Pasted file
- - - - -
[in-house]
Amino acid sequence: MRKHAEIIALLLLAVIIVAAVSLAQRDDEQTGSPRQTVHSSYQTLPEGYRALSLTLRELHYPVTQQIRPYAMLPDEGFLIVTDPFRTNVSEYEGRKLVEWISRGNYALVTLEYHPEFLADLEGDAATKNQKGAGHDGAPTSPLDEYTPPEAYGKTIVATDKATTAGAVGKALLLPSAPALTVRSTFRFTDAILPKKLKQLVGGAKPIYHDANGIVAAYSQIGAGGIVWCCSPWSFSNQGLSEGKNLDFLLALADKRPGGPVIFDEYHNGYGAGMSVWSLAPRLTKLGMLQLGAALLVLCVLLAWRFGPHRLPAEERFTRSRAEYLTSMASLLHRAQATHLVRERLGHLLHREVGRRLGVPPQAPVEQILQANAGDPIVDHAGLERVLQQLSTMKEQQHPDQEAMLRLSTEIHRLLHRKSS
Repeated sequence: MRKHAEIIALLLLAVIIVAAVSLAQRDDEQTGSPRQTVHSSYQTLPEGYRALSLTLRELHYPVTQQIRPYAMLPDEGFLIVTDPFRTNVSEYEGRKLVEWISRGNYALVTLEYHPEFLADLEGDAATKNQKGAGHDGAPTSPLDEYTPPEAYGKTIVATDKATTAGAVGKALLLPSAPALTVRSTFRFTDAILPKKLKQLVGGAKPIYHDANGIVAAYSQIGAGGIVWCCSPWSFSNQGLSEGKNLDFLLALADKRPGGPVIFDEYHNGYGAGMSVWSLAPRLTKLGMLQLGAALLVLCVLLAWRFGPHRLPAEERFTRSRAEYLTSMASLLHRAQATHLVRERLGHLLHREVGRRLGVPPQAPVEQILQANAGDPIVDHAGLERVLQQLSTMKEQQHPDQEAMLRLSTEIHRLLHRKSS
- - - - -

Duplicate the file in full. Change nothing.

[in-house]
Amino acid sequence: MRKHAEIIALLLLAVIIVAAVSLAQRDDEQTGSPRQTVHSSYQTLPEGYRALSLTLRELHYPVTQQIRPYAMLPDEGFLIVTDPFRTNVSEYEGRKLVEWISRGNYALVTLEYHPEFLADLEGDAATKNQKGAGHDGAPTSPLDEYTPPEAYGKTIVATDKATTAGAVGKALLLPSAPALTVRSTFRFTDAILPKKLKQLVGGAKPIYHDANGIVAAYSQIGAGGIVWCCSPWSFSNQGLSEGKNLDFLLALADKRPGGPVIFDEYHNGYGAGMSVWSLAPRLTKLGMLQLGAALLVLCVLLAWRFGPHRLPAEERFTRSRAEYLTSMASLLHRAQATHLVRERLGHLLHREVGRRLGVPPQAPVEQILQANAGDPIVDHAGLERVLQQLSTMKEQQHPDQEAMLRLSTEIHRLLHRKSS
Repeated sequence: MRKHAEIIALLLLAVIIVAAVSLAQRDDEQTGSPRQTVHSSYQTLPEGYRALSLTLRELHYPVTQQIRPYAMLPDEGFLIVTDPFRTNVSEYEGRKLVEWISRGNYALVTLEYHPEFLADLEGDAATKNQKGAGHDGAPTSPLDEYTPPEAYGKTIVATDKATTAGAVGKALLLPSAPALTVRSTFRFTDAILPKKLKQLVGGAKPIYHDANGIVAAYSQIGAGGIVWCCSPWSFSNQGLSEGKNLDFLLALADKRPGGPVIFDEYHNGYGAGMSVWSLAPRLTKLGMLQLGAALLVLCVLLAWRFGPHRLPAEERFTRSRAEYLTSMASLLHRAQATHLVRERLGHLLHREVGRRLGVPPQAPVEQILQANAGDPIVDHAGLERVLQQLSTMKEQQHPDQEAMLRLSTEIHRLLHRKSS